Quote Originally Posted by LEGERdeMAIN View Post
No, they said it as a noun. I moved in with a family of a friend in between leases and the first dinner I had with them, her mother said, "do you want some drink?". I assumed she had meant "something to drink" so I said "yeah, I'll have water", she looked at me like I was crazy and/or stupid and then asked "well, do you want some drink or do you want some water? Never mind, you can get it youself, you're a big boy". lulz. I was really confused because I thought water was a drink. The friend later told me that drink is just a blanket term like soda. I don't think it's very widespread, I've only heard it in the town I grew up in and the surrounding area.

Drink is common as a noun, but usually doesn't refer to sugary carbonated beverages. I think it's mostly used as in "Do you want to get drinks later?" etc.

drink (drngk)
v. drank (drngk), drunk (drngk), drink·ing, drinks
1. To take into the mouth and swallow (a liquid).
2. To swallow the liquid contents of (a vessel): drank a cup of tea.
3. To take in or soak up; absorb: drank the fresh air; spongy earth that drank up the rain.
4. To take in eagerly through the senses or intellect: drank in the beauty of the day.
a. To give or make (a toast).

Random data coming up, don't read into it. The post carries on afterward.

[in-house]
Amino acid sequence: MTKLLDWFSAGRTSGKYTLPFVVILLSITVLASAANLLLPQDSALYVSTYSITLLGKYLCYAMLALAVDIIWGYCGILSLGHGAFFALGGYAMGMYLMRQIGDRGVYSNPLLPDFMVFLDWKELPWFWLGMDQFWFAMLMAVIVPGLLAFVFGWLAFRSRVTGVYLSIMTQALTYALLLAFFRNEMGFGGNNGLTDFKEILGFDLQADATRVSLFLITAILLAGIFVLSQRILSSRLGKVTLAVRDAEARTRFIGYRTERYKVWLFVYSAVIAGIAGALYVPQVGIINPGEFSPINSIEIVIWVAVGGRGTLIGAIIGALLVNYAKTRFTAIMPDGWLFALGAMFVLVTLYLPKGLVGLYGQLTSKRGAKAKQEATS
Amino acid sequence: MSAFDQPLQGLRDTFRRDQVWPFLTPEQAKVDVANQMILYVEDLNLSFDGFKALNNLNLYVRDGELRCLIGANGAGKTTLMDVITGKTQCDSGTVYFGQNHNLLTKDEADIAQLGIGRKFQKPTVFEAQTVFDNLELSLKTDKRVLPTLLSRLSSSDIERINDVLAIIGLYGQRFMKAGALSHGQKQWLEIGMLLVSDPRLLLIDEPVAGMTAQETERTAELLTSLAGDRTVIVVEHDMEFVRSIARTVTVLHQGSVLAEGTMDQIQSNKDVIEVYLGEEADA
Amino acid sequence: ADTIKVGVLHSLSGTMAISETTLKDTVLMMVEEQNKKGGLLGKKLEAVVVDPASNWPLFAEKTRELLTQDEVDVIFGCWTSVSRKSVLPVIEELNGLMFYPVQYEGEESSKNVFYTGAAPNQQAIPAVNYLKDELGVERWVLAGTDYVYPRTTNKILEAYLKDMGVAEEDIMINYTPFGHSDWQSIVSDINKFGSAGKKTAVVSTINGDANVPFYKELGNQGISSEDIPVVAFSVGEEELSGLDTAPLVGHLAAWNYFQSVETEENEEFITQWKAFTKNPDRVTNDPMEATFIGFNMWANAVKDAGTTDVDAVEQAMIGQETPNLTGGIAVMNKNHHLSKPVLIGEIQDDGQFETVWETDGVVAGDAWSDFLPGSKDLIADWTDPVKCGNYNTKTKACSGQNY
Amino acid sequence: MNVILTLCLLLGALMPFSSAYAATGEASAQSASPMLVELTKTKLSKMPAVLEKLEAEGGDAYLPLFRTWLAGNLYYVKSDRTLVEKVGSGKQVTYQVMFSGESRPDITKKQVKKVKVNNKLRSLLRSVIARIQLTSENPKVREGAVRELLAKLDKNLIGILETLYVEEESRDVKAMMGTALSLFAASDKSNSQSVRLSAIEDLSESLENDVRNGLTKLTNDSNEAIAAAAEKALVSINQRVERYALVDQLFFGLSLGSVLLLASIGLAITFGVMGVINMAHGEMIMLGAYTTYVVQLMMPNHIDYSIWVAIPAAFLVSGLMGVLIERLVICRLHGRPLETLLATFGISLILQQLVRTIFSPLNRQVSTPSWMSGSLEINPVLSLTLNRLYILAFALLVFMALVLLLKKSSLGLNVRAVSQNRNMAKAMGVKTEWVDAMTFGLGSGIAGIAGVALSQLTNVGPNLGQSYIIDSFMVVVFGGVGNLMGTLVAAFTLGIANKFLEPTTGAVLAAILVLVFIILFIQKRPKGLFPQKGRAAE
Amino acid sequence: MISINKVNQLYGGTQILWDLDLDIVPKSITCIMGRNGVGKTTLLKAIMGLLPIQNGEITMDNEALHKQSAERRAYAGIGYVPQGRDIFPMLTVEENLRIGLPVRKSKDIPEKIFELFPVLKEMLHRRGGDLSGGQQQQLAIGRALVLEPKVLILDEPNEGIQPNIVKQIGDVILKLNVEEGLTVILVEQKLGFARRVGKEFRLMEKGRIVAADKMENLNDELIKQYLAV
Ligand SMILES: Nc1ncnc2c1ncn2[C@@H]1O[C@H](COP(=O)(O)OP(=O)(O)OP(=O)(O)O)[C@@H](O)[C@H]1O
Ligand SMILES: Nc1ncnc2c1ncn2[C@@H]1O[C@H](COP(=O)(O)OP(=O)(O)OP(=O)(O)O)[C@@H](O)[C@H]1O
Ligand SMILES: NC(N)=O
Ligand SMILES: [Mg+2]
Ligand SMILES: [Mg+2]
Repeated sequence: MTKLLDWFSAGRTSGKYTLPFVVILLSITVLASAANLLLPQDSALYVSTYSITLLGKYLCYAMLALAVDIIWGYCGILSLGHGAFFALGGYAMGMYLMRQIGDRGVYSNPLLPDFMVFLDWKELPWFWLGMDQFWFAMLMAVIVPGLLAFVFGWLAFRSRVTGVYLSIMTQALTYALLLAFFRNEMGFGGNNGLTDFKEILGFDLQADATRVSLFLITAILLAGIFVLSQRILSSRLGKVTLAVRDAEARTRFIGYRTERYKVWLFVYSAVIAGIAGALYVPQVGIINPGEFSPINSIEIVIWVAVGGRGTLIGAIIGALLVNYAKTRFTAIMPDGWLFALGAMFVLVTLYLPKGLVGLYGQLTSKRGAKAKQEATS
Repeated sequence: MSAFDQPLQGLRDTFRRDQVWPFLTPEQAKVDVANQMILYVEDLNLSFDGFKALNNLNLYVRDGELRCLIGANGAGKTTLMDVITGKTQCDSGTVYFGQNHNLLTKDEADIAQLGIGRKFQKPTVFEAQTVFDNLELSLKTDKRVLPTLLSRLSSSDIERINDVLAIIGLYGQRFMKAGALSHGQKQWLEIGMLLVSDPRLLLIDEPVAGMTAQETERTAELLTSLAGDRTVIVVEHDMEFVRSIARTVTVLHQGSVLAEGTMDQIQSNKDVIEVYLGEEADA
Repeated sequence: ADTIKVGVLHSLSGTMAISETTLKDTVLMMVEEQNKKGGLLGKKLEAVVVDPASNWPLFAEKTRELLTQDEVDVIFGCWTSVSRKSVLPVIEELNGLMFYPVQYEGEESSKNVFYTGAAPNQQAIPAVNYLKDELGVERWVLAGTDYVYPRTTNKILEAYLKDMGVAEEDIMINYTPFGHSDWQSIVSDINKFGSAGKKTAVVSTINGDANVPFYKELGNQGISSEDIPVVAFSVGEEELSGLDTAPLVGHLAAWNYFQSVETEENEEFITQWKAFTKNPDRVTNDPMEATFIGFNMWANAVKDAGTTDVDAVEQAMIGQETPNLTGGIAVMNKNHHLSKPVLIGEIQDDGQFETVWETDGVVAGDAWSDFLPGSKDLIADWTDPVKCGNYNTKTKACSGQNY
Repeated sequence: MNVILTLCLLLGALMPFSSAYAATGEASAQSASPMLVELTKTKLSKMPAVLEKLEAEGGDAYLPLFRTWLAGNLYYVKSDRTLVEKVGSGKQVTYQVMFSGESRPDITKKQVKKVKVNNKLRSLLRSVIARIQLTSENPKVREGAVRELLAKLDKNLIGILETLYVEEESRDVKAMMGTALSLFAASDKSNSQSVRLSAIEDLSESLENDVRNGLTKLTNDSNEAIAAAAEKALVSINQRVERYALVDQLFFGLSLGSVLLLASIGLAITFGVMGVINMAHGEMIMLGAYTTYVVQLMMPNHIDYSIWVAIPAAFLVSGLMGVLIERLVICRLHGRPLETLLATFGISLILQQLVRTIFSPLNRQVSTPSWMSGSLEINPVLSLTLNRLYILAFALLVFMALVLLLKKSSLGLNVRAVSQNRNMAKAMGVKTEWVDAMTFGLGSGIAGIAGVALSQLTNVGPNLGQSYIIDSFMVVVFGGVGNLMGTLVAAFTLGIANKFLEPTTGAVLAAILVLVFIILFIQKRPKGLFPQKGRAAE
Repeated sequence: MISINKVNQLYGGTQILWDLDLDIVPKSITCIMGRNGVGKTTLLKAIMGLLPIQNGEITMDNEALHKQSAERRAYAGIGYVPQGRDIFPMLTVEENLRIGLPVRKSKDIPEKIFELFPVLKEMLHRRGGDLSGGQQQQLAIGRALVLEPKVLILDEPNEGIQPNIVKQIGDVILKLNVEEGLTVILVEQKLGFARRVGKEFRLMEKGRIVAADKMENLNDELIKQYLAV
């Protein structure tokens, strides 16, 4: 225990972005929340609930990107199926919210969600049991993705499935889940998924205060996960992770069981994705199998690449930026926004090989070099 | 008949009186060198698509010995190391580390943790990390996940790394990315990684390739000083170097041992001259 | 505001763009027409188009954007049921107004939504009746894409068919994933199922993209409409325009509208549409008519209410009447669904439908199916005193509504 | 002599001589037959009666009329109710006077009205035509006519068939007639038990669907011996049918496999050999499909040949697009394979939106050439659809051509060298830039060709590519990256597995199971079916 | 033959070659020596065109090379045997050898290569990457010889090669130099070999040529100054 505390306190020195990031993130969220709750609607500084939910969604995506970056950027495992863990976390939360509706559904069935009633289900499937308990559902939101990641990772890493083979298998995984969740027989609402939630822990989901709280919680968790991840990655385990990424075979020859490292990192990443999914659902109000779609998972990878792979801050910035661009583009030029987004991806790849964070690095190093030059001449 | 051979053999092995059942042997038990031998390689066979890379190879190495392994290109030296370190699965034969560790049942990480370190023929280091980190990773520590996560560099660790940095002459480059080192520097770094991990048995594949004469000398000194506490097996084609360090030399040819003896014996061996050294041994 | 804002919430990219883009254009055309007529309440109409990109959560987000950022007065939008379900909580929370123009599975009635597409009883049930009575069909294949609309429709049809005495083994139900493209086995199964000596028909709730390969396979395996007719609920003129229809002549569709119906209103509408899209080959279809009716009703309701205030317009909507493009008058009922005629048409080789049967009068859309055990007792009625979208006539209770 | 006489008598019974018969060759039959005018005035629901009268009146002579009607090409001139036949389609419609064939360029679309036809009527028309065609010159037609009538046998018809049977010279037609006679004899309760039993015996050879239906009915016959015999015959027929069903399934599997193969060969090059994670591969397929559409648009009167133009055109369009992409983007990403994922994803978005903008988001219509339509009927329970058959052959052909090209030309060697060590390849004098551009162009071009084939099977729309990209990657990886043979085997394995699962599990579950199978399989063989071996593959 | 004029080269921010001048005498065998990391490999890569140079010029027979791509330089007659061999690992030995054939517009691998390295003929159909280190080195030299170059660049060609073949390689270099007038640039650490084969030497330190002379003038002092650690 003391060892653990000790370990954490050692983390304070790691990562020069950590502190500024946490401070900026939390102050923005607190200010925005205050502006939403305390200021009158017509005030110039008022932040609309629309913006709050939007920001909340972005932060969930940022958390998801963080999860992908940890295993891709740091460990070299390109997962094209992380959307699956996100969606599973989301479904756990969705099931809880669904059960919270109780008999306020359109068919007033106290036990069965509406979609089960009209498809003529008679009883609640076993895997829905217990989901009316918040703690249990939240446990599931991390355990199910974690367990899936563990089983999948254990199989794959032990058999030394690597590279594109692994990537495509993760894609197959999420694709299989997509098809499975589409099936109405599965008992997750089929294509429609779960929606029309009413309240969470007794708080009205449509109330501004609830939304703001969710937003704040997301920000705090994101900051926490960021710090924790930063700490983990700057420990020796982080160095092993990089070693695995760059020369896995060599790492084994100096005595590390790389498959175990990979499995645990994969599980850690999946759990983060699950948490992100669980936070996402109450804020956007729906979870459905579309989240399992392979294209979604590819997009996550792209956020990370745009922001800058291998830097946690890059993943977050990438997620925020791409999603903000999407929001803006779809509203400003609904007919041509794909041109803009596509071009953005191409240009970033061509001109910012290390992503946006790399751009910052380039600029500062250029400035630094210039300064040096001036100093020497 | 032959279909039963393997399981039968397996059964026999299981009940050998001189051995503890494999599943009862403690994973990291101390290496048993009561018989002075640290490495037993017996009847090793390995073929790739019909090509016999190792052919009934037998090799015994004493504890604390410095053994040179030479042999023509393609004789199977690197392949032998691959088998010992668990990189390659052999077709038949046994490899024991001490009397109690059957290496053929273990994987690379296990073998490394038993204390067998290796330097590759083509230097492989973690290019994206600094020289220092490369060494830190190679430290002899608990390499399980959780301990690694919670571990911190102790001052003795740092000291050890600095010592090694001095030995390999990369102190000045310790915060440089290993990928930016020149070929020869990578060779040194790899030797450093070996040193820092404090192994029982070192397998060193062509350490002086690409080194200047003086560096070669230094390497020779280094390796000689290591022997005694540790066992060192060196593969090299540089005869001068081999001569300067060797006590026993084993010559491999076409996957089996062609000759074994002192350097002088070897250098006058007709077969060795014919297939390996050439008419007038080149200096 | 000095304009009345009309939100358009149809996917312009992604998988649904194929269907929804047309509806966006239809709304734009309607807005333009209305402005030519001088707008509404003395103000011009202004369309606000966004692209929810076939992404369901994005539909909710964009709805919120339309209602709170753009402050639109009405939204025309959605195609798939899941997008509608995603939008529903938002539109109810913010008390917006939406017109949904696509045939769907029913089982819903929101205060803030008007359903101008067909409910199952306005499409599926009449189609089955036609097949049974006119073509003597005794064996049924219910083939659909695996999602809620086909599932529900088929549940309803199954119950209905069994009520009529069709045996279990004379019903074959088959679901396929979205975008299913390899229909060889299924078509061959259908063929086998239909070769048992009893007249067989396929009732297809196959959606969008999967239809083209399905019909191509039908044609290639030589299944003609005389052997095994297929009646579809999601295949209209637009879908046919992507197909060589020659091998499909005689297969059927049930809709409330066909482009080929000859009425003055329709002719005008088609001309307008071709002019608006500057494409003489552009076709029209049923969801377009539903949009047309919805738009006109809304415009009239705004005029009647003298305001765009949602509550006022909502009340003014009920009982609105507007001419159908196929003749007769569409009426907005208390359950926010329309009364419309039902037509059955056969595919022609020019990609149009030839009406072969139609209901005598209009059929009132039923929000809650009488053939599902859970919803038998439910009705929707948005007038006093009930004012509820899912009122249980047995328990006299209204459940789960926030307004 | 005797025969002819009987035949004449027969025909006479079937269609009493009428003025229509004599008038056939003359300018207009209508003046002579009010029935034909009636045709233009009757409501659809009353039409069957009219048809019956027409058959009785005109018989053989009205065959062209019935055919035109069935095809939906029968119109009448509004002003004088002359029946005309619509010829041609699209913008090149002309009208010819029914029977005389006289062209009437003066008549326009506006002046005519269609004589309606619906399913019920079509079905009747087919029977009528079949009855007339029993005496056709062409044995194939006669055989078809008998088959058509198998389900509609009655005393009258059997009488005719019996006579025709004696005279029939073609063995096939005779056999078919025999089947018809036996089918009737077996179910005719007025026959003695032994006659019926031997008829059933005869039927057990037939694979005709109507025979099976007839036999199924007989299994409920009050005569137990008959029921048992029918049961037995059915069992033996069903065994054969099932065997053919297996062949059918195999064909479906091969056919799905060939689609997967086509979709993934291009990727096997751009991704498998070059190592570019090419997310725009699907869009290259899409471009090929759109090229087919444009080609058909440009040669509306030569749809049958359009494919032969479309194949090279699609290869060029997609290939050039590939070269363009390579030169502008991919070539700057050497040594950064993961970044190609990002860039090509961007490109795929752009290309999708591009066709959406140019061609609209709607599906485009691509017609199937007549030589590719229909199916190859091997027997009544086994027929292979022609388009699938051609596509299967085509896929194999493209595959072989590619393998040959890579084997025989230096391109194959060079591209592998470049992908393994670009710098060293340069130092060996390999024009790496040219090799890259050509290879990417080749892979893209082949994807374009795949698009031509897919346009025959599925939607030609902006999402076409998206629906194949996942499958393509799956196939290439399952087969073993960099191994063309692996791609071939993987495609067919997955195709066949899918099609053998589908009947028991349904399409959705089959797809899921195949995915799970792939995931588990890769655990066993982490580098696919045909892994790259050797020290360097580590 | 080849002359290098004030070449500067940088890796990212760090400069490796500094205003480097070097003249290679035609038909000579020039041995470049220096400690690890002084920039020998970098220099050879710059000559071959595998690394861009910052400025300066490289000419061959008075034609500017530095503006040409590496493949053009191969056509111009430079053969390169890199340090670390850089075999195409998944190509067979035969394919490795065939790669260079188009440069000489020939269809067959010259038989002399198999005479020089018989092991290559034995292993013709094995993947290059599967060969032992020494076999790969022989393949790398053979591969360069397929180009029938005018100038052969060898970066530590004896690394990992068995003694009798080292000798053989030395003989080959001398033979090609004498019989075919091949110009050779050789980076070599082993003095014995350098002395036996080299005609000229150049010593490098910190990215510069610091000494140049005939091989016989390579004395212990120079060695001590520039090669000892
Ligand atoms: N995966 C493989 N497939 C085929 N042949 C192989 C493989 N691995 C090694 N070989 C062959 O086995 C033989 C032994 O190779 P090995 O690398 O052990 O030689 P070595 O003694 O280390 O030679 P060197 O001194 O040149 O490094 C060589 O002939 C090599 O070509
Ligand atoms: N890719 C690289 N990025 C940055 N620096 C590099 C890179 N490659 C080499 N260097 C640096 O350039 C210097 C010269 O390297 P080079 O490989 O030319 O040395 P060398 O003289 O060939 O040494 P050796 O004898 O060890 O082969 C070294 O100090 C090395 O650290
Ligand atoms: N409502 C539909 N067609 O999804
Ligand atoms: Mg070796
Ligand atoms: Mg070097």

b. To toast (a person or an occasion, for example): We'll drink your health.
6. To bring to a specific state by drinking alcoholic liquors: drank our sorrows away.
1. To swallow liquid: drank noisily; drink from a goblet.
2. To imbibe alcoholic liquors: They only drink socially.
3. To salute a person or an occasion with a toast: We will drink to your continued success.
1. A liquid that is fit for drinking; a beverage.
2. An amount of liquid swallowed: took a long drink from the fountain.
3. An alcoholic beverage, such as a cocktail or highball.
4. Excessive or habitual indulgence in alcoholic liquor.
5. Chiefly Southern U.S. See soft drink. See Regional Note at tonic.
6. Slang A body of water; the sea: The hatch cover slid off the boat and into the drink.
Ah, yes, I realized I spoke too soon, saying it was never used as a noun, because of course, we do say, "Do you want A drink?" or "Do you want a soft drink?" But yeah, I've still never heard it just called "drink." That does sound like a very local thing. It would bug me if I heard someone say it.

And like EffEm said, I have heard people say "orange drink" to distinguish it from juice.